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Homepage / Green Week, 14 – 18 November – top tips for reducing food waste

Green Week, 14 – 18 November – top tips for reducing food waste


Food waste

The University produces around 70 tonnes of food waste per year. This week it’s Green Week, so here are a few tips to save food and money…

Did you know that each year we send nearly 70 tonnes of food waste from our Cranfield campus catering facilities for anaerobic digestion?

The methane-rich biogas produced by anaerobic digestion is captured for use in a combined heat and power (CHP) plant to produce electricity and heat. No methane is released into the atmosphere. As a result, carbon is saved through the displacement of energy from fossil fuels.

The residual material from the anaerobic digestion process (biofertiliser) is also used instead of fossil-fuel derived fertilisers. This gives further carbon savings.

But however good this process is, it’s far better for the environment to stop food from being wasted in the first place. Food waste collections at the moment do not extend to our self-catering accommodation. However, we will be introducing separate food waste collections over the academic year. In the meantime,  you can help by reducing the amount of food waste you produce, help the environment and save money on your food bill.

In fact you can save on average up to £60 a month by throwing away less food.

Eight top tips

Here are some tips for reducing food waste (as recommended by ‘Love Food, Hate Waste’):

1. Did you know that you can still eat food after the ‘best before’ date?

The ‘best before’ is a recommendation. You cannot eat food after the ‘use by’ date. As the for the ‘display until’ date – you can ignore this as it is for the store use only. You can also extend the life of food by freezing it. Once defrosted, consume within 24 hours.

For more information, please go to

2. Plan your meals to make the most out of food.

Make sure you write your shopping list in advance and stick to it. Have a look the two-week meal planner for some recipe suggestions:

3. Why not share a meal with friends and take turns to cook?

Cooking for a single person and not having left overs is difficult and wastes food. This will help to feed other students very cheaply and is less wasteful.

4. Remember left meals can still taste good the next day.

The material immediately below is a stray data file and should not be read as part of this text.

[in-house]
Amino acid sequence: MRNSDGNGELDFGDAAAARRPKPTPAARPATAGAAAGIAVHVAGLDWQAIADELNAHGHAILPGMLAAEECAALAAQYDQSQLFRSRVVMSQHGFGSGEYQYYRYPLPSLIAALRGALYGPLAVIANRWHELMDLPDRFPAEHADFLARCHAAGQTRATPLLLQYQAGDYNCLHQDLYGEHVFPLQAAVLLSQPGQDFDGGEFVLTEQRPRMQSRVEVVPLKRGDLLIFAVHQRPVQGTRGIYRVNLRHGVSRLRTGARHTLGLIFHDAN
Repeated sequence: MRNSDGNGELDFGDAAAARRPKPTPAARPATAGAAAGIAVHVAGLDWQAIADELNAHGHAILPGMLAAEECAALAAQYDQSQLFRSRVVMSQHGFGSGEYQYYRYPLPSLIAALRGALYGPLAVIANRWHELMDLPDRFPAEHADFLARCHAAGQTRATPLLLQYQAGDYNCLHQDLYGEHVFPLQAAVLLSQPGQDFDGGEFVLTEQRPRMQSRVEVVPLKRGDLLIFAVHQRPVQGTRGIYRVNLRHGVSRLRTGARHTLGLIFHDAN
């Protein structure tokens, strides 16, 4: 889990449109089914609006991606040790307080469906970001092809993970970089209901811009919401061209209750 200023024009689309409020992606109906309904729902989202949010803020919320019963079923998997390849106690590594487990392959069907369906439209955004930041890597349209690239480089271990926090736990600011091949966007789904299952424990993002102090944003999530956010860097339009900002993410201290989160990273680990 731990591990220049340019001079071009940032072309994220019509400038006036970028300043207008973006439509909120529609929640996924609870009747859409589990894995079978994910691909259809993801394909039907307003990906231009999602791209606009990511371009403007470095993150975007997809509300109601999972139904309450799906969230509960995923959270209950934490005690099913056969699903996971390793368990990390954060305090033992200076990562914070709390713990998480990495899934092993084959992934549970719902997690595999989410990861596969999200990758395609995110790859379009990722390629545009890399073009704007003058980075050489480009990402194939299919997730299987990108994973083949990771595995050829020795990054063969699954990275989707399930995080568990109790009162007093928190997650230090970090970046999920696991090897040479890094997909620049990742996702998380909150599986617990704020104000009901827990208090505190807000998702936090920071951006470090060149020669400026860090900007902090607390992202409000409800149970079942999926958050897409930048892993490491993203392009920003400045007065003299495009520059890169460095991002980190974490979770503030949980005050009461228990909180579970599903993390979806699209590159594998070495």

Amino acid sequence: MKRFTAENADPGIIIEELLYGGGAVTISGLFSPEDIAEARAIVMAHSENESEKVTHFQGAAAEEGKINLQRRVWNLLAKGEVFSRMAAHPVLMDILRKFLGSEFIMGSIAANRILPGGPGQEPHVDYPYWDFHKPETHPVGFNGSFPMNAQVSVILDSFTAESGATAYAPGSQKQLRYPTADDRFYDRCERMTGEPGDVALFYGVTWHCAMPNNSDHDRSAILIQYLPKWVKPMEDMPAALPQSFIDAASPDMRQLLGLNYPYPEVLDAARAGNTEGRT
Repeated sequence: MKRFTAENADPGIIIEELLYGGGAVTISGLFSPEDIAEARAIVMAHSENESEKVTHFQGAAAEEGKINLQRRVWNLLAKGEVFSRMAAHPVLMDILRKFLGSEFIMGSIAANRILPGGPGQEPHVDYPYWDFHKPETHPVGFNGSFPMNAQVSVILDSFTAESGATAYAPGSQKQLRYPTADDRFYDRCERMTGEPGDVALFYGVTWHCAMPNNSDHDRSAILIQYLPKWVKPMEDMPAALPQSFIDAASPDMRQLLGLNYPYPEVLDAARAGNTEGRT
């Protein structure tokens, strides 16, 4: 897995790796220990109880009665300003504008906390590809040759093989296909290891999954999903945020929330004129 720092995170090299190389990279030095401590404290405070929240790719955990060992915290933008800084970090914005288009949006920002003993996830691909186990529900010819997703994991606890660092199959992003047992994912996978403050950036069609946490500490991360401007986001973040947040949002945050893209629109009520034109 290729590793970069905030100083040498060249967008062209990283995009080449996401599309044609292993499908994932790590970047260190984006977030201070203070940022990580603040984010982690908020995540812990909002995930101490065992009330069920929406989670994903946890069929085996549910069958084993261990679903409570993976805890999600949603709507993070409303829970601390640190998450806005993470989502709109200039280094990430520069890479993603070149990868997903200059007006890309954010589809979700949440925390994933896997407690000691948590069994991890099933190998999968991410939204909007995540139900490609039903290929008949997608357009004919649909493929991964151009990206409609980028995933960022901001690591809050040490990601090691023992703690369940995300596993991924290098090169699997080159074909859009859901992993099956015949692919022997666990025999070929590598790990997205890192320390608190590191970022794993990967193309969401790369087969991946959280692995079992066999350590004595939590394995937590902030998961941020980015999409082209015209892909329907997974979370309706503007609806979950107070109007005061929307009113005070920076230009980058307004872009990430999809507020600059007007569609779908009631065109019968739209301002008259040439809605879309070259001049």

As long as it is refrigerated. You can also freeze left over meals.

5. Store food correctly to keep it fresh for longer.

Apples go in the fridge, potatoes go in a cool, dark place. Store bread in a cupboard or freezer. Remember you can freeze almost anything. Your freezer acts as a pause button and can store food safety for a long time – it is usually recommended that you eat food within 3-6 months of freezing – check the labels for advice or take a look at

6. Are you prone to cooking too much food?

Get your portions right. Use the ‘Love Food, Hate Waste’ Perfect portion tool to get the right amount of food.

7. Use the left overs to make a delicious meal the next day.

For recipes go to:

8. When out on campus, only order what you need.

Remember if you don’t want salad or chips with your meal, just tell the counter assistant.

Download the ‘Love Food, Hate Waste’ app – on iPhone or on Android

Becky Shepherd

Written By: Cranfield University

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  1. Reduce Recycle and resue 08/05/2017 at 5:26 am - Reply

    Reducing food waste is one of the most inportant steps in the hierarchy of waste management. Food waste is organic in nature and is biodegradable in nature. Food waste can be treated by biomethanation or composting to help create energy out of waste in the former case.
    Food/vegetable waste from restaurants, vegetable markets are to be collected consciously and transported for efficient treatment of wet/kitchen waste.
    Although there are various methods to treat these waste, reduction of waste at source is the best attempt towards better waste management.
    Worderful tips on reduction of food waste.

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